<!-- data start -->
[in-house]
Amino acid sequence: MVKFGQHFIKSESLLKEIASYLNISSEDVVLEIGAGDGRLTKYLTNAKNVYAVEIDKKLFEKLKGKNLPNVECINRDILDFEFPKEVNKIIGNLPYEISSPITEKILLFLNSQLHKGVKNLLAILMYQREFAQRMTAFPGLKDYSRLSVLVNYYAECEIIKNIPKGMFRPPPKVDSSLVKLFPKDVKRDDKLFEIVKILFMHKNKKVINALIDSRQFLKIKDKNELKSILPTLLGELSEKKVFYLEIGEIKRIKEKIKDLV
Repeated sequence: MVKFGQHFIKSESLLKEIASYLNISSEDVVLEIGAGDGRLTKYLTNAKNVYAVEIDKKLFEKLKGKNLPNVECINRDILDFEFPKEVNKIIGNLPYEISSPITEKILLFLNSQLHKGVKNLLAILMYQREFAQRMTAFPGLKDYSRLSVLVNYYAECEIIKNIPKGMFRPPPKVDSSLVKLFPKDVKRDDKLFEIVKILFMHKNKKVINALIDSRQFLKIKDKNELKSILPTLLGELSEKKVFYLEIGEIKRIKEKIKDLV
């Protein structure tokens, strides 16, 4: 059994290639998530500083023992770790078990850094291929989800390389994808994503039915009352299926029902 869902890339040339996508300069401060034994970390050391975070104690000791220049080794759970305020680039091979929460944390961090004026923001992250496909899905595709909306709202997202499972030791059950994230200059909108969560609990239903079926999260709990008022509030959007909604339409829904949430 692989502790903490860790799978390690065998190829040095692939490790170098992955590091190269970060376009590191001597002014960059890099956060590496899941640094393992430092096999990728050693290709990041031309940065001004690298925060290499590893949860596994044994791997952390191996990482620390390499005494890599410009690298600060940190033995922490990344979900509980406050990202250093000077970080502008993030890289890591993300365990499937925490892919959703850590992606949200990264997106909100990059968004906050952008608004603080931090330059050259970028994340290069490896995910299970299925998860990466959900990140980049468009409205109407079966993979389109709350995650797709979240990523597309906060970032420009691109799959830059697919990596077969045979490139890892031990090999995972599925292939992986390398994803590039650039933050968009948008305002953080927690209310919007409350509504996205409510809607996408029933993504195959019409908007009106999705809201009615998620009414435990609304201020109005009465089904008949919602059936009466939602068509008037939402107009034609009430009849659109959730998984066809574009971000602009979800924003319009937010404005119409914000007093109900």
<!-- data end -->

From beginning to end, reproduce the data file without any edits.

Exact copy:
[in-house]
Amino acid sequence: MVKFGQHFIKSESLLKEIASYLNISSEDVVLEIGAGDGRLTKYLTNAKNVYAVEIDKKLFEKLKGKNLPNVECINRDILDFEFPKEVNKIIGNLPYEISSPITEKILLFLNSQLHKGVKNLLAILMYQREFAQRMTAFPGLKDYSRLSVLVNYYAECEIIKNIPKGMFRPPPKVDSSLVKLFPKDVKRDDKLFEIVKILFMHKNKKVINALIDSRQFLKIKDKNELKSILPTLLGELSEKKVFYLEIGEIKRIKEKIKDLV
Repeated sequence: MVKFGQHFIKSESLLKEIASYLNISSEDVVLEIGAGDGRLTKYLTNAKNVYAVEIDKKLFEKLKGKNLPNVECINRDILDFEFPKEVNKIIGNLPYEISSPITEKILLFLNSQLHKGVKNLLAILMYQREFAQRMTAFPGLKDYSRLSVLVNYYAECEIIKNIPKGMFRPPPKVDSSLVKLFPKDVKRDDKLFEIVKILFMHKNKKVINALIDSRQFLKIKDKNELKSILPTLLGELSEKKVFYLEIGEIKRIKEKIKDLV
């Protein structure tokens, strides 16, 4: 059994290639998530500083023992770790078990850094291929989800390389994808994503039915009352299926029902 869902890339040339996508300069401060034994970390050391975070104690000791220049080794759970305020680039091979929460944390961090004026923001992250496909899905595709909306709202997202499972030791059950994230200059909108969560609990239903079926999260709990008022509030959007909604339409829904949430 692989502790903490860790799978390690065998190829040095692939490790170098992955590091190269970060376009590191001597002014960059890099956060590496899941640094393992430092096999990728050693290709990041031309940065001004690298925060290499590893949860596994044994791997952390191996990482620390390499005494890599410009690298600060940190033995922490990344979900509980406050990202250093000077970080502008993030890289890591993300365990499937925490892919959703850590992606949200990264997106909100990059968004906050952008608004603080931090330059050259970028994340290069490896995910299970299925998860990466959900990140980049468009409205109407079966993979389109709350995650797709979240990523597309906060970032420009691109799959830059697919990596077969045979490139890892031990090999995972599925292939992986390398994803590039650039933050968009948008305002953080927690209310919007409350509504996205409510809607996408029933993504195959019409908007009106999705809201009615998620009414435990609304201020109005009465089904008949919602059936009466939602068509008037939402107009034609009430009849659109959730998984066809574009971000602009979800924003319009937010404005119409914000007093109900």